Calling the Spirit evil is blasphemy, but it seems to me that there’s even a bit more to the story than that. The Pharisees and the scribes are turning spiritual matters into political ones–and by “political” I mean issues of power and control. What they want most of all is to retain their own authority and power, and so they will not yield even to God. They would lie about the nature of God (and it is a lie, for they are learned) rather than lose control.

We could stop there, feeling superior, and then move on some other theological question, but I want to linger a moment, and think some more about that rhetorical move: the use of the spiritual for political purposes.

These are dangerous times. All times have their dangers, but just as they did in the first half of the twentieth century, there are people today seeking to impose their will on the rest of the world through violent means. It’s terrifying.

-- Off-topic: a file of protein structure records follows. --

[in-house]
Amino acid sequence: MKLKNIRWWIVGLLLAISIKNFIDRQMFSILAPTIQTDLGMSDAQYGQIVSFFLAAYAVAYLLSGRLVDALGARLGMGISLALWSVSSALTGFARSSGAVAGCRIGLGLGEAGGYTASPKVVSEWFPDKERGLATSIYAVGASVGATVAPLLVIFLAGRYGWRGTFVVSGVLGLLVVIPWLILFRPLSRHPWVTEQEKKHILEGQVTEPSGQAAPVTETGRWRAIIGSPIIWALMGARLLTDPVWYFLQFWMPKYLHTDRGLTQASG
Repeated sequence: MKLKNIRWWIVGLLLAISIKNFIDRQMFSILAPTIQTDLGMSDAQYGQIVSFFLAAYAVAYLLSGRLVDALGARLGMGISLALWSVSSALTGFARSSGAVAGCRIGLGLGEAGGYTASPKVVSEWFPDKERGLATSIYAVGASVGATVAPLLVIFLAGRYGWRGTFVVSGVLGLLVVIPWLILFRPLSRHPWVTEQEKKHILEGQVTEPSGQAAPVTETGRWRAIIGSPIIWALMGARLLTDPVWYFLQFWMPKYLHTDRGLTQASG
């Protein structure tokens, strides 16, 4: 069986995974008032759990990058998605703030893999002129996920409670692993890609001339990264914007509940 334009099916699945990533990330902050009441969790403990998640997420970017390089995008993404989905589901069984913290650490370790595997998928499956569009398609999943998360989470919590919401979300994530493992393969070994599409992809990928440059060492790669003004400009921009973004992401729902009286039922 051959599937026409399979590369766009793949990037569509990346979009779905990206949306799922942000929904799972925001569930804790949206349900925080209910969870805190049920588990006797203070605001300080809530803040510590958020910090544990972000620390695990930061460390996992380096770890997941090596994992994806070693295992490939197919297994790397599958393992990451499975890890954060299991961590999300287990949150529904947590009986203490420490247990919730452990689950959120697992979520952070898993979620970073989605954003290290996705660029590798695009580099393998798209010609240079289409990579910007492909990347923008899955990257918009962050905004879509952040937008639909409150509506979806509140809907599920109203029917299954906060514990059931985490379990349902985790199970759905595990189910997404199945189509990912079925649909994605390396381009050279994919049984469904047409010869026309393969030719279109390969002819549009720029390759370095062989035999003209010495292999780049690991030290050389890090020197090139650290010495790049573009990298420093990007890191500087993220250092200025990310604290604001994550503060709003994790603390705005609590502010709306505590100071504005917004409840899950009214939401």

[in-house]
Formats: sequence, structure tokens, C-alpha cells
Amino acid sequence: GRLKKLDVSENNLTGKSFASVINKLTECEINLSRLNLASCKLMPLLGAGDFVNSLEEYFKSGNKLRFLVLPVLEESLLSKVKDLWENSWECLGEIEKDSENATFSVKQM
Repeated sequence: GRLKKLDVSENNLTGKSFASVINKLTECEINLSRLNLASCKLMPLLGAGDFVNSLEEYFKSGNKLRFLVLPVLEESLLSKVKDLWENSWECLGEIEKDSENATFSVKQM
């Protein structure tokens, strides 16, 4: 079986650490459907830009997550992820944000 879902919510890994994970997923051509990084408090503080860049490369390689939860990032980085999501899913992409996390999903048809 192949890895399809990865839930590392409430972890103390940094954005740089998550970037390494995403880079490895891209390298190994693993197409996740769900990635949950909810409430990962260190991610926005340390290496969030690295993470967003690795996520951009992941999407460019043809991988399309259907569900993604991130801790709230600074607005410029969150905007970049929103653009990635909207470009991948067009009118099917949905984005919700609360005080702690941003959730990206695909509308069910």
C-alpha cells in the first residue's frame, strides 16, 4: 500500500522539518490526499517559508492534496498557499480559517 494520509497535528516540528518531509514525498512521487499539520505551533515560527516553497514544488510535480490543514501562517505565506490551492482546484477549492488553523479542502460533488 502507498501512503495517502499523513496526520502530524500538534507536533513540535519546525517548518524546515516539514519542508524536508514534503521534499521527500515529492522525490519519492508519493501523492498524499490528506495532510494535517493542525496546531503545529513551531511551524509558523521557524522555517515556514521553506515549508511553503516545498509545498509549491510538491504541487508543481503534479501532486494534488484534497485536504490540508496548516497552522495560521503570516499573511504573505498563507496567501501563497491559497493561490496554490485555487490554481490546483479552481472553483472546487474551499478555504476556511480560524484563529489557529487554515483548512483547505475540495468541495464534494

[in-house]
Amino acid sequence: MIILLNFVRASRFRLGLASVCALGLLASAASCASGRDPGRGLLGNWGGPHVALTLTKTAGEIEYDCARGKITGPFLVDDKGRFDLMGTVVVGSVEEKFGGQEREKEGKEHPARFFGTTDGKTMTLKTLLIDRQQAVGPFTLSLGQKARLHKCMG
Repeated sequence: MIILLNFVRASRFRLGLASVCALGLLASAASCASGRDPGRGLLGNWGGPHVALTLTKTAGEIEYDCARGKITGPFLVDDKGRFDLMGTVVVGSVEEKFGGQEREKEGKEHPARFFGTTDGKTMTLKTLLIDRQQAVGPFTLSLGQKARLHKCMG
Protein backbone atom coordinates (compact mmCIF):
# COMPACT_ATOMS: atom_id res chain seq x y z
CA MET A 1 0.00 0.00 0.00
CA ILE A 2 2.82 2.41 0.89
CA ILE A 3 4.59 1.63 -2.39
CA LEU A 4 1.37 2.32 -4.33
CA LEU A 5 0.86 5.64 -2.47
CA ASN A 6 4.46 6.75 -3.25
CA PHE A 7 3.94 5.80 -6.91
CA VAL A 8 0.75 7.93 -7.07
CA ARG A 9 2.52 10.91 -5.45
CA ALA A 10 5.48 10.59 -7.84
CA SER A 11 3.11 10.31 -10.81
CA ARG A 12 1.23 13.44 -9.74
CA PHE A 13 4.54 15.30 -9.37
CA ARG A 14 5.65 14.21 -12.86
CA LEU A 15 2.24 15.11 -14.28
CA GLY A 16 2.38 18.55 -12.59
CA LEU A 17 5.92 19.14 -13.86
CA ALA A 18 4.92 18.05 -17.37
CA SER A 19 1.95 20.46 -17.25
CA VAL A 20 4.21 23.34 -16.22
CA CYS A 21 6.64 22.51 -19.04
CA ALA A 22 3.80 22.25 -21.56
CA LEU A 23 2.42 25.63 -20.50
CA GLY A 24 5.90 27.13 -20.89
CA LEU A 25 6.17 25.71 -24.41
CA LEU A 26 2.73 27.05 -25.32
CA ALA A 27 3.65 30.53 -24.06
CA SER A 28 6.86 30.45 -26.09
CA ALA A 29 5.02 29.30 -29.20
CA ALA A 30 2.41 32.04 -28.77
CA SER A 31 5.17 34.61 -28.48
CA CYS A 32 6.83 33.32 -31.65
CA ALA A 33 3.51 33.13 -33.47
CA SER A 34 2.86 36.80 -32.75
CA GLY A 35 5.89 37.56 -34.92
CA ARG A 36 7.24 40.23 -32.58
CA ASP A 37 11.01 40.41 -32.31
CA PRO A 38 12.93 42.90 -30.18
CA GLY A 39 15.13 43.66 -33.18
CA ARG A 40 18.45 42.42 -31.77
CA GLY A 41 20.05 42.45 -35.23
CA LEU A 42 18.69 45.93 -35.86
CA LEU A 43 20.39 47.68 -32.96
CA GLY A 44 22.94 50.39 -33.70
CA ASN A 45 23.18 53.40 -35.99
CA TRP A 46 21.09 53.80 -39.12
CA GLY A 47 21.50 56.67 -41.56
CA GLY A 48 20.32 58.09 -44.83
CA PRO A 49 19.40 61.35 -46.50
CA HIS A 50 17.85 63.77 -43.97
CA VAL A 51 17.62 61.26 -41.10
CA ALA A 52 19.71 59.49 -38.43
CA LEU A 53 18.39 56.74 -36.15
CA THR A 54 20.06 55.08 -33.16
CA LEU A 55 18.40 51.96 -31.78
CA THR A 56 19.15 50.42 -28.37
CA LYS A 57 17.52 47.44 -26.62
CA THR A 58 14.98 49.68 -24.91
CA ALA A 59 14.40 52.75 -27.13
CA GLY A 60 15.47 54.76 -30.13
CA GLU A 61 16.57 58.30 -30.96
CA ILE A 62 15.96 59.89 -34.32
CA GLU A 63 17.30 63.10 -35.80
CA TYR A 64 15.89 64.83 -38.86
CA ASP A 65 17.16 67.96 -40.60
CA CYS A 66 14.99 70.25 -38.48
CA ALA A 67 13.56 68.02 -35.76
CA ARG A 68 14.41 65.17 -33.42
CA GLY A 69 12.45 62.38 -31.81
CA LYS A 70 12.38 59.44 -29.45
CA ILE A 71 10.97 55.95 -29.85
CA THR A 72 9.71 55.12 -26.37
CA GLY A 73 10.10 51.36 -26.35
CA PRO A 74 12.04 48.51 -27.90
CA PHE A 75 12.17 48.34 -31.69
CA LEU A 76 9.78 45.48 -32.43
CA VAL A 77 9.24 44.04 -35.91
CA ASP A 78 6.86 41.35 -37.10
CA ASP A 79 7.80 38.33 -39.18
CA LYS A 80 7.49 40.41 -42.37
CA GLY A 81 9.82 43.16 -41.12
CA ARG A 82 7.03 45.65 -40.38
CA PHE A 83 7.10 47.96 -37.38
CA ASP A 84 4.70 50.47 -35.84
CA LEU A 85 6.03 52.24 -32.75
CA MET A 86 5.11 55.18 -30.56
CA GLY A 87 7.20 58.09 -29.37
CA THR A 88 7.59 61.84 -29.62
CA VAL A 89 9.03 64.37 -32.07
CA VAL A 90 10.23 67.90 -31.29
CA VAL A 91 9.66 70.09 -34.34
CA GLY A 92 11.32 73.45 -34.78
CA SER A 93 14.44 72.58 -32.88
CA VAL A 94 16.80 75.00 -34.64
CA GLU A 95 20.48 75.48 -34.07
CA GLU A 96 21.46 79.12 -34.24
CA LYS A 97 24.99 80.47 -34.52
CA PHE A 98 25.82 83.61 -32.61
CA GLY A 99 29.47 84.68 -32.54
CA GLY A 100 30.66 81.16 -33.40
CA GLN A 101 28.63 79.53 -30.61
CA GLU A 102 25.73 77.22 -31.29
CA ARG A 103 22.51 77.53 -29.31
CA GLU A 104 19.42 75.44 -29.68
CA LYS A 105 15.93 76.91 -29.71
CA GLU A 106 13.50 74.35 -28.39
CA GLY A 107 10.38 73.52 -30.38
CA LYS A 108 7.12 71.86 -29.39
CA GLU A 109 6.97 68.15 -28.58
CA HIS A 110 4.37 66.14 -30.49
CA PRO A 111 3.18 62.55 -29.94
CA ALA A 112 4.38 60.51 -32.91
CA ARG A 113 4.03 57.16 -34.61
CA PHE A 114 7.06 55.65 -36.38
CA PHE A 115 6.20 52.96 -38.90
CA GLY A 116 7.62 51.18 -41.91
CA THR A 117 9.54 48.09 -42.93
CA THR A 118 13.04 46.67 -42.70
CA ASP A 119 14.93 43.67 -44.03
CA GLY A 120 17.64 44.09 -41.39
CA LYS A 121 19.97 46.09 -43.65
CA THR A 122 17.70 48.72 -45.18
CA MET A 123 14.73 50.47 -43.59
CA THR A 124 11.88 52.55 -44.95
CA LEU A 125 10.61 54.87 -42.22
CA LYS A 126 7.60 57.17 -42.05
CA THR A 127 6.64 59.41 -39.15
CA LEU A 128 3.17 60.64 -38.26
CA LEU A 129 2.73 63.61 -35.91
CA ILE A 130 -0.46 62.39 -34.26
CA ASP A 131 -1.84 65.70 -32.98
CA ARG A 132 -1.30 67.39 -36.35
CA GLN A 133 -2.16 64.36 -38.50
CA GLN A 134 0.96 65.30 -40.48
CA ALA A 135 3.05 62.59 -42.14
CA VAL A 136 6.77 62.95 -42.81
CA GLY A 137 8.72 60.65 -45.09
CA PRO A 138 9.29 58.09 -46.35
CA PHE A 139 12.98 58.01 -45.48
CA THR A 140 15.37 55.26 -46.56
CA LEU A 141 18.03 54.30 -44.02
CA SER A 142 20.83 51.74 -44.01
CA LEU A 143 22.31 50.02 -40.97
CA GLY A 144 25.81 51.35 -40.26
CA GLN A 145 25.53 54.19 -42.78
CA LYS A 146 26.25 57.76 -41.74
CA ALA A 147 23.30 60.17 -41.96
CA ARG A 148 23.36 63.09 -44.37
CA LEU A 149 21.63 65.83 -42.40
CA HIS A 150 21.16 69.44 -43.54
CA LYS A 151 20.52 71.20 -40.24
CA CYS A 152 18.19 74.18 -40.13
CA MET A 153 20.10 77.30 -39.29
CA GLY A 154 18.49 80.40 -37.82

I came to understand more about one aspect of these struggles through an interview on NPR’s Fresh Air. Terry Gross interviewed Maajid Nawaz, a most insightful and articulate man. Nawaz became an Islamic extremist at the age of 16, but by profound study and contemplation while imprisoned, and by considering George Orwell’s Animal Farm, he came to believe that the creation of a theocratic utopia was impossible. He is now the co-founder of a think tank called Quilliam, which is dedicated to countering extremist beliefs.

In the interview, Nawaz explains clearly the difference between an Islamist and a jihadist, and also the logic behind what seem like inexplicable actions to those of us living in democratic societies. Though they differ in their methods, both the Islamist and the jihadist believe that a theocracy must be established–that spiritual power must be made into earthly political power in order to preserve their religion and do the will of God.